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Supportive care for melanoma

Supportive careSupportive careTreatment given to improve the quality of life of people who have a serious illness (such as cancer). helps people meet the physical, practical, emotional and spiritual challenges of melanoma skin cancer. It is an important part of cancer care. There are many programs and services available to help meet the needs and improve the quality of life of people living with cancer and their loved ones, especially after treatment has ended.


Recovering from melanoma and adjusting to life after treatment is different for each person, depending on the extent of the disease, the type of treatment and many other factors. The end of cancer treatment may bring mixed emotions. Even though treatment has ended, there may be other issues to deal with, such as coping with long-term side effects. A person who has been treated for melanoma may have the following concerns.

Self-esteem and body image

How a person feels about or sees themselves is called self-esteem. Body image is a person’s perception of their own body. Melanoma and its treatments can affect a person’s self-esteem and body image, especially when the melanoma occurs on the face. Often this is because cancer or cancer treatments may result in body changes, such as:

  • scars
  • hair loss
  • skin changes

Some of these changes can be temporary, others will last for a long time and some will be permanent.

For many people, body image and their perception of how others see them is closely linked to self-esteem. It may be a real concern for them and can cause considerable distress. They may be afraid to go out in public, fear that others will reject them and feel angry or upset.

Most melanomas treated with surgery will leave small scars. Sometimes larger surgical wounds require reconstructive surgery to restore a person’s appearance. Some treatment centres may have a make-up specialist who can show a person how to cover scars.


Fear of disease recurrence is very real for people who have been diagnosed with melanoma. Learning how to deal with those fears is important to maintain a good quality of life. In addition to the support offered by the treatment team, a mental health professional, such as a social worker or counsellor, can help people to learn how to cope and live with a diagnosis of melanoma.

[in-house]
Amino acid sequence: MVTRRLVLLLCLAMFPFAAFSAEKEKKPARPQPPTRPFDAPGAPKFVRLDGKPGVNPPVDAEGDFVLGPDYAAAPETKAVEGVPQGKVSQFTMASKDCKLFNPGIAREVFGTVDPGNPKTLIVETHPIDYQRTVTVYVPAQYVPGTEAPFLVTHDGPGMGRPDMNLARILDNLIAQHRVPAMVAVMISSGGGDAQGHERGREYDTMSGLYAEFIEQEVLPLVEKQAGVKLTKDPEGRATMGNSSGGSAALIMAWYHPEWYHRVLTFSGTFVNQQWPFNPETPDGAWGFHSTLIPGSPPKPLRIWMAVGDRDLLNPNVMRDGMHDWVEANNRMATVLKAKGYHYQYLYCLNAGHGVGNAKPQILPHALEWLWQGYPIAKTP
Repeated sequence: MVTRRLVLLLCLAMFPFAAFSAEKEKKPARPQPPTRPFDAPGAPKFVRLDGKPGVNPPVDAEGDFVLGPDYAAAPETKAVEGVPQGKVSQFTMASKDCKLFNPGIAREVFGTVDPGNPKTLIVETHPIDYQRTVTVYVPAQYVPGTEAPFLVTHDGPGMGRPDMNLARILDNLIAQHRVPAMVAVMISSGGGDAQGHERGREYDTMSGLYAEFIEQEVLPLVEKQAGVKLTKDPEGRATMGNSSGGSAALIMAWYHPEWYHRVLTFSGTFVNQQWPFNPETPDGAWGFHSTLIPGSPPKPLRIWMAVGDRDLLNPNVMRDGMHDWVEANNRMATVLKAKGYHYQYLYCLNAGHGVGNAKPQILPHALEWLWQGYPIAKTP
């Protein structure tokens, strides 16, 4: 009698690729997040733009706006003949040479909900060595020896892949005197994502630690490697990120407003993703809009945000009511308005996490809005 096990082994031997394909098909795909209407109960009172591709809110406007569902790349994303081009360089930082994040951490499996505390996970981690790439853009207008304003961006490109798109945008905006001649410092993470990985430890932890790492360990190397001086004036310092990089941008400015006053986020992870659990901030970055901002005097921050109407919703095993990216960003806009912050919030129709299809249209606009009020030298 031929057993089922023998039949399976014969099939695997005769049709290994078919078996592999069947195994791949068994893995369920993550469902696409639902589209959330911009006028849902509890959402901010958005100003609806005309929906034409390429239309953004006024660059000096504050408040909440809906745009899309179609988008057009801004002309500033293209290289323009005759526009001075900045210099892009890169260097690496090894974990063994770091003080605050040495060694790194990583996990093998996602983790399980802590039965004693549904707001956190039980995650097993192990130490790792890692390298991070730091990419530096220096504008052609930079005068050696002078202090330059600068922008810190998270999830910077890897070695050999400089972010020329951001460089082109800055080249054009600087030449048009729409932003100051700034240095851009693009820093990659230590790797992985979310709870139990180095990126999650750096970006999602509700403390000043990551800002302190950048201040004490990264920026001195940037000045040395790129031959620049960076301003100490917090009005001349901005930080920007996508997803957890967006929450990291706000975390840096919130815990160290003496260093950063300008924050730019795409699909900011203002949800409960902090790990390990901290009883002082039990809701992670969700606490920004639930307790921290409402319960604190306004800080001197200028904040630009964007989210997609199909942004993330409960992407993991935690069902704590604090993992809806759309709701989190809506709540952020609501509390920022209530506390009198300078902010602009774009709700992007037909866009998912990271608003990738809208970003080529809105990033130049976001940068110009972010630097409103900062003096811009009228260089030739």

Lymphedema is a chronic form of swelling that occurs when lymph fluid builds up in the soft tissues of the limbs. It usually occurs in parts of the body where large numbers of lymph nodes have been removed.

With melanoma, the following can increase the risk of developing lymphedema:

  • the removal of the lymph nodes in the armpit or the groin
  • radiation therapy to the lymph nodes
  • limb perfusion or infusion therapy
  • spread of cancer to the lymph nodes

When lymph nodes are removed or damaged, it is harder for the body to fight infections, especially in the affected limb. To lower the risk of getting lymphedema, it is important to protect the skin of the affected limb from injuries such as cuts, scratches, bruises or burns.

If lymphedema develops, treatment involves preventing further fluid buildup and reducing swelling as much as possible. This may include elevating the limb, exercise, physical therapy and pain management. A person may ask for a referral to a healthcare professional with expertise in lymphedema management.

Protecting yourself from the sun

A personal history of melanoma increases the risk of developing a second melanoma. Protecting yourself from the sun is even more important as exposure to ultraviolet radiation (UVR) can further increase the risk of developing a second melanoma.


See a list of questions to ask your doctor about supportive care after treatment.


Paul Newcombe Volunteering during Daffodil Month is an incredibly rewarding experience, whether you have been touched by cancer or not.

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